The review concludes that in vitro mutagenicity studies in both bacteria and mammalian strains are conflicting. While manganese sulphate was shown to not be mutagenic to Salmonella typhimurium strains TA97, TA98, TA100, TA1535, or TA1537 either in the presence or absence of S9 from Aroclor 1254-induced liver from rats or Syrian hamsters, it was shown to be mutagenic to strain TA97 elsewhere. In yeast (Saccharomyces cerevisiaestrain D7), a fungal gene conversion/reverse mutation assay indicated that manganese sulphate was mutagenic (Singh 1984). Manganese chloride was reportedly not mutagenic in S. typhimurium strains TA98, TA100, and TA1535, but it was mutagenic in strain TA1537, and conflicting results were obtained for TA102.In vitroassays in mammalian cells also gave conflicting results concerning manganese mutagenicity. Manganese chloride produced gene mutations in cultured mouse lymphoma cells. Manganese chloride caused DNA damagein vitrousing human lymphocytes at a concentration of 25 μm without metabolic activation, but not at the lower tested concentrations of 15 and 20 μm. The compound also caused DNA damage in human lymphocytes using the single-cell gel assay technique in the absence of metabolic activation, but caused no DNA damage when S9 was present. Manganese sulphate induced sister chromatic exchange in Chinese hamster ovary (CHO) cells in both the presence and absence of S9 from Aroclor 1254-induced rat liver. In a separate assay, manganese sulphate also induced chromosomal aberrations in CHO cells in the absence of S9 but not in its presence. Manganese chloride caused chromosome aberrations in human lymphocytes without metabolic activation, but only when treated in the G2 phase of the cell cycle; treatment in the G1, G1/S, and S1 phases of the cell cycle did not result in chromosome aberrations. The compound was also found to be clastogenic in root tip cells ofVicia faba,but not in cultured FM3A cells in the absence of metabolic activation. Potassium permanganate caused chromosomal aberrations in FM3A cells, but not in a primary culture of cells from Syrian hamster embryos when tested in the absence of metabolic activation. Manganese chloride caused cell transformation in Syrian hamster embryo cells.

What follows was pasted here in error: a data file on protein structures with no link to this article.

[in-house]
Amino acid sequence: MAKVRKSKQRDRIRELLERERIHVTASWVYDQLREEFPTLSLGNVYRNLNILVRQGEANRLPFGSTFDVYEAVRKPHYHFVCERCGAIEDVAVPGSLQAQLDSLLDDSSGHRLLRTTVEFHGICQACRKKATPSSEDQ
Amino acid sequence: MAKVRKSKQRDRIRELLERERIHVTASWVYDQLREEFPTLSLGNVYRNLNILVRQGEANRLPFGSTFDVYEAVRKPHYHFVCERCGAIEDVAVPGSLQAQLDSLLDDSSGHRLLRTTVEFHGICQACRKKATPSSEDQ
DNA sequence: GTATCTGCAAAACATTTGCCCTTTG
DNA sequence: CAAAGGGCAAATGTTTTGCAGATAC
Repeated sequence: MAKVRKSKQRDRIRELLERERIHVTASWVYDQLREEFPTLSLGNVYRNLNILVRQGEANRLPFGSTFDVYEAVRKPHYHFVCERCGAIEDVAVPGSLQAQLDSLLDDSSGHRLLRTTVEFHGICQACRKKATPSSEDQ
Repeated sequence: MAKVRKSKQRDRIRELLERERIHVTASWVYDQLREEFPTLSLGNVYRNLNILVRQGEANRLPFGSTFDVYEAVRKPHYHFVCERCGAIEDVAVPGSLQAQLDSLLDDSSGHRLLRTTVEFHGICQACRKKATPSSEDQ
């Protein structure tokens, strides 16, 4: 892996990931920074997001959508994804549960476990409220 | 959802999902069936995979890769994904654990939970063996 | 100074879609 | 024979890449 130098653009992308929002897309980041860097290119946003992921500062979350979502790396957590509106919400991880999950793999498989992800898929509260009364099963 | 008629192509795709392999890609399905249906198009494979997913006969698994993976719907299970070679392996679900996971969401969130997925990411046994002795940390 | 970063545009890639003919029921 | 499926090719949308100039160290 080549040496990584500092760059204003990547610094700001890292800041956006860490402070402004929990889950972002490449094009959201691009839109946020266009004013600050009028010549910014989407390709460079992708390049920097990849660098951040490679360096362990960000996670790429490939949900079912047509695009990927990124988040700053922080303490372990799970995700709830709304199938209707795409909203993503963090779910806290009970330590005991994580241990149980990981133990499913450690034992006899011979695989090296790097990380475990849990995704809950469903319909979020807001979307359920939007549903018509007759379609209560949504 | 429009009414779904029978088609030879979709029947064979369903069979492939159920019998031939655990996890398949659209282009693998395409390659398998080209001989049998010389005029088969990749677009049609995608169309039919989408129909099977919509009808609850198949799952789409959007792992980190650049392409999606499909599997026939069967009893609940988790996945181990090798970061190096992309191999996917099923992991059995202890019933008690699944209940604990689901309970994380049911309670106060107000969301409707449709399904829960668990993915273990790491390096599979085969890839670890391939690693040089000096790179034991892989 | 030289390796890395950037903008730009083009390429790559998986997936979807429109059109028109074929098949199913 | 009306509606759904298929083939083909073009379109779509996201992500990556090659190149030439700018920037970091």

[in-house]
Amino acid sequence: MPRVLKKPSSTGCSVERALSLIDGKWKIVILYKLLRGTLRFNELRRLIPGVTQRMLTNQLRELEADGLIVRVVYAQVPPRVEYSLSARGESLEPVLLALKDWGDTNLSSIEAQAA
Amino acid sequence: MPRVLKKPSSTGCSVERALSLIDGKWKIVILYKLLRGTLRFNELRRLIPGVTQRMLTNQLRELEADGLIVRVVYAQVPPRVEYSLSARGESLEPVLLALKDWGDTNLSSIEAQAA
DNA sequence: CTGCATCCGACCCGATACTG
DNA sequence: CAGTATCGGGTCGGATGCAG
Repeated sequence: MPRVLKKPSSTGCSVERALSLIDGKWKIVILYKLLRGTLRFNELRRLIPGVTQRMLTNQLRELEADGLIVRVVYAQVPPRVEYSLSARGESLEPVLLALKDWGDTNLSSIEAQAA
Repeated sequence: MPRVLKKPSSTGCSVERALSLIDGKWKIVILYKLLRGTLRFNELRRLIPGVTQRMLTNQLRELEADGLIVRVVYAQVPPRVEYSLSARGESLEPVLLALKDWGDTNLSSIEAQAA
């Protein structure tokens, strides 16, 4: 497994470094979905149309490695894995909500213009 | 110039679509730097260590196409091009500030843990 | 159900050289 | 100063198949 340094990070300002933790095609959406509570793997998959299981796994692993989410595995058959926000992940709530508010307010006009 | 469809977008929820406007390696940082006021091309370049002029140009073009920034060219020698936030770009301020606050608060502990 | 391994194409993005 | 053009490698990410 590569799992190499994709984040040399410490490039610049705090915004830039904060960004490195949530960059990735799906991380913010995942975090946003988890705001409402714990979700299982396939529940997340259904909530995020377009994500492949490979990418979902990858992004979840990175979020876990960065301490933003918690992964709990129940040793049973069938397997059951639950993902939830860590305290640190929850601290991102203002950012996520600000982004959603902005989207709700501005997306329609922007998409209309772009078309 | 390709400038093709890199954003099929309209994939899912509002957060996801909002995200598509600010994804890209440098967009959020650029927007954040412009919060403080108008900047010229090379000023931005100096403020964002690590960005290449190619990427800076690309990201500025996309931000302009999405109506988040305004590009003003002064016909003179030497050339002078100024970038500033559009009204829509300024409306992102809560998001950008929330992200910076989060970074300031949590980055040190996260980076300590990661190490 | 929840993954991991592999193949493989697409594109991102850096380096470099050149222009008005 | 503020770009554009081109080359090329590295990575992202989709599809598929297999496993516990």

In vivo, manganese chloride did not produce somatic mutations in Drosophila melanogaster fruit flies in one study, and manganese sulfate did not induce sex-linked recessive lethal mutations in germ cells of male D. melanogaster. In vivoassays in mice showed that oral doses of manganese sulphate or potassium permanganate caused micronuclei and chromosomal aberrations in bone marrow. In contrast, oral doses of manganese chloride did not cause chromosomal aberrations in the bone marrow or spermatogonia of rats.


Short description of key information:
No evidence of mutagenicity was seen in an Ames test: no evidence of clastogenicity was seen in a micronucleus assay with the read-across substance potassium permanganate.

Potassium permanganate has been used as a surrogate for sodium permanganate where data are not available. Read-across from potassium permanganate to sodium permanganate is appropriate from the toxicological point of view as the most toxicologically relevant part of the substances is the same (permanganate). The contribution of the sodium/potassium ions to the toxicity of the respective substances is likely to be minimal. The toxicity of both substances is therefore likely to be very similar and will be dominated by local (site of contact) irritant/corrosive effects and systemic toxicity due to the absorption of manganese ions. This toxicophore similarity is adequate justification for waiving the conduct of specific studies with sodium permanganate and the dossier reflects this waiving proposal by including summaries of read-across studies where appropriate.

Endpoint Conclusion:

Justification for classification or non-classification

The data on genotoxicity of managanese compounds are conflicting, as is common for metal species. However it is noted that manganese (II) was not found to be carcinogenic in high quality studies in two species.